As a writer I find myself falling in love with some of my books every time I look at the cover or remember it. Falling For the Bride, is one of those books. This book is on pre-order at https://www.smashwords.com/books/view/622414
Due out the end of August
Here's an excerpt:
"Don't worry about it, Joe, I got her…" came a slow drawl from just behind her. Priscilla whirled on her heels and stared into the eyes of a tall stranger, dark blue eyes that twinkled like diamonds.
Eyes shaded by long lashes that took her all in with one swoop.
It was the way he stopped at different points of interest that had her blushing despite herself. No one had ever regarded her like a side of beef in a butcher shop before.
She stared at his slicker as though she couldn't believe a man would wear such a thing on a hot day like this. "And you are?" She turned her nose up at the man for being so presumptuous.
"Quinten Hadley ma'am. But you can call me Quint. You are headed for the Bar 7 ranch?" the handsome stranger asked.
Handsome in a strange way, his light brown hair was way past his shoulders, but it shone in the noonday sun, as though he kept it very clean. She'd never seen pretty hair on a man before. She somehow had the wrong picture of a typical cowboy. She thought most would wear sweaty, clothes, with worn out hats and tobacco oozing down his chin. Not so this one.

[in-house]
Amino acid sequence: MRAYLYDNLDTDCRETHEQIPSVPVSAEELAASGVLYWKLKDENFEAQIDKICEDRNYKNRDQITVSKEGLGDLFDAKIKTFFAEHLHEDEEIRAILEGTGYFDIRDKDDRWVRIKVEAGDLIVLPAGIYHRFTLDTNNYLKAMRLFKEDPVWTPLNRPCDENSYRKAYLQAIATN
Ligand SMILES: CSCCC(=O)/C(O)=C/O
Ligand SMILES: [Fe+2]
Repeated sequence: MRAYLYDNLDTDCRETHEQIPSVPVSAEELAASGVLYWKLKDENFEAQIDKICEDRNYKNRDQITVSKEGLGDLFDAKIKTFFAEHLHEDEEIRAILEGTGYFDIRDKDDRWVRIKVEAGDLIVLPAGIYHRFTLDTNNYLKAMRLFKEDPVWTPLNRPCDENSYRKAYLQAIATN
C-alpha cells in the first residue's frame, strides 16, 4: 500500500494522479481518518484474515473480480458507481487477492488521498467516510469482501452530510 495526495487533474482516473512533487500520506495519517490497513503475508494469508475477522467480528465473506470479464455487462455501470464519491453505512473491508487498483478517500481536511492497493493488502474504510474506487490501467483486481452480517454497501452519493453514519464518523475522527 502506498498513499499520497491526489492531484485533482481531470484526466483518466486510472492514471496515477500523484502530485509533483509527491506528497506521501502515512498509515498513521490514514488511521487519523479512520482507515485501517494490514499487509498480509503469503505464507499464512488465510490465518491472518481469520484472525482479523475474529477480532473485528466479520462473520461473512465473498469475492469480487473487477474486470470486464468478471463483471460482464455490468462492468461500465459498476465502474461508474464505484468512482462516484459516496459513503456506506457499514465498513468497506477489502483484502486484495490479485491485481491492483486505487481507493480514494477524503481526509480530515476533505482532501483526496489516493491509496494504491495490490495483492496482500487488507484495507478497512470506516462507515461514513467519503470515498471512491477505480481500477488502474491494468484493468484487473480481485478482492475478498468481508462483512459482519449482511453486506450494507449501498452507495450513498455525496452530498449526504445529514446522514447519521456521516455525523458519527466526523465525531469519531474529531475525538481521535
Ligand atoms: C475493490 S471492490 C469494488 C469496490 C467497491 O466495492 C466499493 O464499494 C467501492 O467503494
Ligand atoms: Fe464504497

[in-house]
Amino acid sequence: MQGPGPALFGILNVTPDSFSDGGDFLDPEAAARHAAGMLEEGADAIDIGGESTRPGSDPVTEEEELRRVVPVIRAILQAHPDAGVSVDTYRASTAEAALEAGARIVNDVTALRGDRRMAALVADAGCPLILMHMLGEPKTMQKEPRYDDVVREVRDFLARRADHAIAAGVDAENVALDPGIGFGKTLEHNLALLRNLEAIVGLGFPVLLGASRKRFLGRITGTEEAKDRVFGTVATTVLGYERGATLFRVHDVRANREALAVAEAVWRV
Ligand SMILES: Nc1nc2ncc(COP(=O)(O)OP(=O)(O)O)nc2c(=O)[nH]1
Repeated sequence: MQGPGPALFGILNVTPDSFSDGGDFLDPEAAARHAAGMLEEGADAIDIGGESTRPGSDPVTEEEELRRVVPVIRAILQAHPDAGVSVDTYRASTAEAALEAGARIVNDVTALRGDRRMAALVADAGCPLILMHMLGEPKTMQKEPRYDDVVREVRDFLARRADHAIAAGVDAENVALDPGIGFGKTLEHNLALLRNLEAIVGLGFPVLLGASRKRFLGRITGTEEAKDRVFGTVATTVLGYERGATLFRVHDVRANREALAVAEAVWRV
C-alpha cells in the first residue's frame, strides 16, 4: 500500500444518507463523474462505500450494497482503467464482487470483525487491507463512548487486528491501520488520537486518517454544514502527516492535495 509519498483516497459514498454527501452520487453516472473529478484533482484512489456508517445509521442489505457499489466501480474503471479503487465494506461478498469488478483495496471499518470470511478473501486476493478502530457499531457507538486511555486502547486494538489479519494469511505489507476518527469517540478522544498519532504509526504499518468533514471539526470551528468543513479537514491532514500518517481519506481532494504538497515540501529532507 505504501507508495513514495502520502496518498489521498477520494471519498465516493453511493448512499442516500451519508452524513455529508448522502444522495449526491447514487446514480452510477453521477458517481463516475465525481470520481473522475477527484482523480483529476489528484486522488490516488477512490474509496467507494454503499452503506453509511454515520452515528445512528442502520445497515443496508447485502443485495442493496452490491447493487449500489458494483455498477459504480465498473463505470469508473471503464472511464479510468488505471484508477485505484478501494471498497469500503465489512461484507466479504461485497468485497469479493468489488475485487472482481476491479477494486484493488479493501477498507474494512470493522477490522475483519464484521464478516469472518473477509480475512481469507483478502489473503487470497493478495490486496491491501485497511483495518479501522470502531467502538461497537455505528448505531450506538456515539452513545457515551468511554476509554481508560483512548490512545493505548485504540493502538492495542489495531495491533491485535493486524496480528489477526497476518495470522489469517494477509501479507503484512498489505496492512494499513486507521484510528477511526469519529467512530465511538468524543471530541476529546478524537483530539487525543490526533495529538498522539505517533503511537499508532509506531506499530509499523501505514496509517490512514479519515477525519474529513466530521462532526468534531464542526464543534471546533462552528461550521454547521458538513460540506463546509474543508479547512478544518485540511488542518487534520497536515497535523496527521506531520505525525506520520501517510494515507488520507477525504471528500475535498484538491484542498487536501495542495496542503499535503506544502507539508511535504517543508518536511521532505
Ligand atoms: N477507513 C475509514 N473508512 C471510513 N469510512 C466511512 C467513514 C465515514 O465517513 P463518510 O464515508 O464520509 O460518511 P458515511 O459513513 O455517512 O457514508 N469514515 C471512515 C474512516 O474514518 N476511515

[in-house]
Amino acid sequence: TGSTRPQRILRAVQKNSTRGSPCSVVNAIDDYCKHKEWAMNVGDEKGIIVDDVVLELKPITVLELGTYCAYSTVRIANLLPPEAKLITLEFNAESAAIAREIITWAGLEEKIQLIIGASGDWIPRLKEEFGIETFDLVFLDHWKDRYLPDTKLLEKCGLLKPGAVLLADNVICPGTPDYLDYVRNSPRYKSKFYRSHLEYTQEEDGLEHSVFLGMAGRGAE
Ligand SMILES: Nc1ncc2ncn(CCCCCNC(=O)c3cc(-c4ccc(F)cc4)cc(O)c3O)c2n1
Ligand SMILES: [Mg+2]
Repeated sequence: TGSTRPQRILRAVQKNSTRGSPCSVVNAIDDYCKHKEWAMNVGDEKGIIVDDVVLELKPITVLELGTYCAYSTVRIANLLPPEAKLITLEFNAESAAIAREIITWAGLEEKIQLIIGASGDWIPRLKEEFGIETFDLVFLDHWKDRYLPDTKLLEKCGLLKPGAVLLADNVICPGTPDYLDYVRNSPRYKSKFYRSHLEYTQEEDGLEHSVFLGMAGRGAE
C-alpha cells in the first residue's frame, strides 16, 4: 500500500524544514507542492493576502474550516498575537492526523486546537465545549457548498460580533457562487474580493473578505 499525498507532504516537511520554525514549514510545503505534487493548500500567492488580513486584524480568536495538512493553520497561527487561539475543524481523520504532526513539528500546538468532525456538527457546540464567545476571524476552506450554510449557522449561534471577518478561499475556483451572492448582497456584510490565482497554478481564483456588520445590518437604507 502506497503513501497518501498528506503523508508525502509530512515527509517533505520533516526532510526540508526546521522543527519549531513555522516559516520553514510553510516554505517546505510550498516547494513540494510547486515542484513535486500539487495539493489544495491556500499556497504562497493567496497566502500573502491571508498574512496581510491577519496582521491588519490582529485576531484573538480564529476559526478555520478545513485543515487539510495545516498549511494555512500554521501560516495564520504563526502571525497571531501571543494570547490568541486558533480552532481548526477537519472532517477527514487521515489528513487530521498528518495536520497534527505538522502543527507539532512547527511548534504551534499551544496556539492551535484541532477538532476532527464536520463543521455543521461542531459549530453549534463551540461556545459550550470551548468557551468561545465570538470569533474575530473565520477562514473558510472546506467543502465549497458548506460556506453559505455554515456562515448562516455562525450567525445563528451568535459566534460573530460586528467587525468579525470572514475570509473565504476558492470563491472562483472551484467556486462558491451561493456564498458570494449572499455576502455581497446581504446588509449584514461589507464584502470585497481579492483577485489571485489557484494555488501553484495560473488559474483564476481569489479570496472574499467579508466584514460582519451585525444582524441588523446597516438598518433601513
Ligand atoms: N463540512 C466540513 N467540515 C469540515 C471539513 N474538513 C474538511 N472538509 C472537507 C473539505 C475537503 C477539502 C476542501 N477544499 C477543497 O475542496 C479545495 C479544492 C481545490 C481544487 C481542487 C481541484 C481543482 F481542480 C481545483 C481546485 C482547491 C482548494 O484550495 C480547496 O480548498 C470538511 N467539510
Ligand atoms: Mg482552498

Unaccustomed to a man with such dangerously good looks, she squinted from the sun once more. "Yes, do you work for Nigel?" she wrinkled her nose as her eyes traveled him with vague interest .Even his clothes were clean, and surprisingly, he didn't reek. Well dressed for a ranch hand, but then what did she know of ranch hands. At least he appeared clean. Perhaps Nigel insisted on cleanliness when picking her up. That stood to reason.
"Nigel?" the stranger's nose wrinkled too now.
"Oh, I mean Jeffrey Banks?" Her cheeks colored against the sun. "He told me to call him Nigel. But I'm told he goes by Jeffrey out here."
"Out here?" The stranger questioned his brow arching.
"In the west."
The man nodded dully, his mouth hanging open in a gape. "The west. Excuse me ma'am. Where you from?" He asked reaching for her bags.
"Philadelphia, of course."
"Really…" he shook his head. "I'd have never guessed."